By ADAM SCHRECK, Associated Press
DUBAI, United Arab Emirates (AP) — The Dubai owner of Jumeirah Essex House, the art deco hotel perched prominently on the edge of New York's Central Park, said Monday it is putting the property up for sale.
A subsidiary of the Dubai Holding investment company controlled by the emirate's ruler bought the 44-story luxury hotel in September 2005. It has been managed by a sister company, Dubai Holding's Jumeirah Group hotel division, since shortly after the acquisition.
Jumeirah said the hotel's owner, Dubai Investment Group, has "appointed advisers to explore opportunities" for the property — typically a euphemism for shopping for buyers.
"Jumeirah remains confident in the value it brings as an internationally respected luxury hotel brand and expects that it will continue to manage the hotel after the sale of the property," the hotel company said.
DIG is part of a larger investment company known as Dubai Group, which in turn is part of the sprawling Dubai Holding firm personally controlled by Dubai's ruler, Sheik Mohammed bin Rashid Al Maktoum.
Dubai Holding is one of three major holding companies in the Gulf emirate. Like the city-state's Dubai World conglomerate, it expanded rapidly by taking on large amounts of debt which it then struggled to repay as the world economy turned sour.
The emirate and its state-linked companies together owe lenders at least $101.5 billion, credit rating firm Moody's Investors Service estimated in December.
Dubai Holding's many divisions have quietly sold off assets in the past couple of years as the emirate works to get its financial house in order.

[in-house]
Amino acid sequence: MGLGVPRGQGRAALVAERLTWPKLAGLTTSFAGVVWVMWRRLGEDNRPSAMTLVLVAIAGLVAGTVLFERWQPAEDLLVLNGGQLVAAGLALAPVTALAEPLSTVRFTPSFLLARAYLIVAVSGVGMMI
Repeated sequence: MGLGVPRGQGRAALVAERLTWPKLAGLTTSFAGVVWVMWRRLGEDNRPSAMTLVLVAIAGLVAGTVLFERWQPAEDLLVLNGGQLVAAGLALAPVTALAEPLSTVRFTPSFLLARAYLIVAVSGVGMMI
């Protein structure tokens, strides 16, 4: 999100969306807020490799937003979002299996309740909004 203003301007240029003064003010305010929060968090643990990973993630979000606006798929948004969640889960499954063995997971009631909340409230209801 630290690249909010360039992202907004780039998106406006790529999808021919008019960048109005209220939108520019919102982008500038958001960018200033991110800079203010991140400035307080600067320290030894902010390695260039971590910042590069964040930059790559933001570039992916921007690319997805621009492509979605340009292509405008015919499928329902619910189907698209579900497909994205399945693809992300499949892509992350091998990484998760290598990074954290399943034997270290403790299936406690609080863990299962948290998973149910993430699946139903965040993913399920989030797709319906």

Dubai Group, the Essex House owner, has spent more than a year trying to convince its lenders to agree to new terms on some $10 billion of debt it holds. No deal has been reached yet, though the company says negotiations are continuing.
It holds stakes in several financial companies, including Europe's Marfin Popular Bank, and owns commercial property in Germany and the U.S.
Fadel al-Ali, Dubai Group's acting CEO, said the company constantly reviews its portfolio of holdings and will sell off assets if the market conditions are right.
"Current global investor demand for world-class hotel assets such as Essex House provides a timely opportunity to capitalize on the repositioning and operational improvements executed by our team," he said in a statement.
Essex House opened in 1931 at the southern end of Central Park, between Sixth and Seventh Avenues. Its red rooftop "Essex House" sign has made the hotel a Manhattan landmark for decades.
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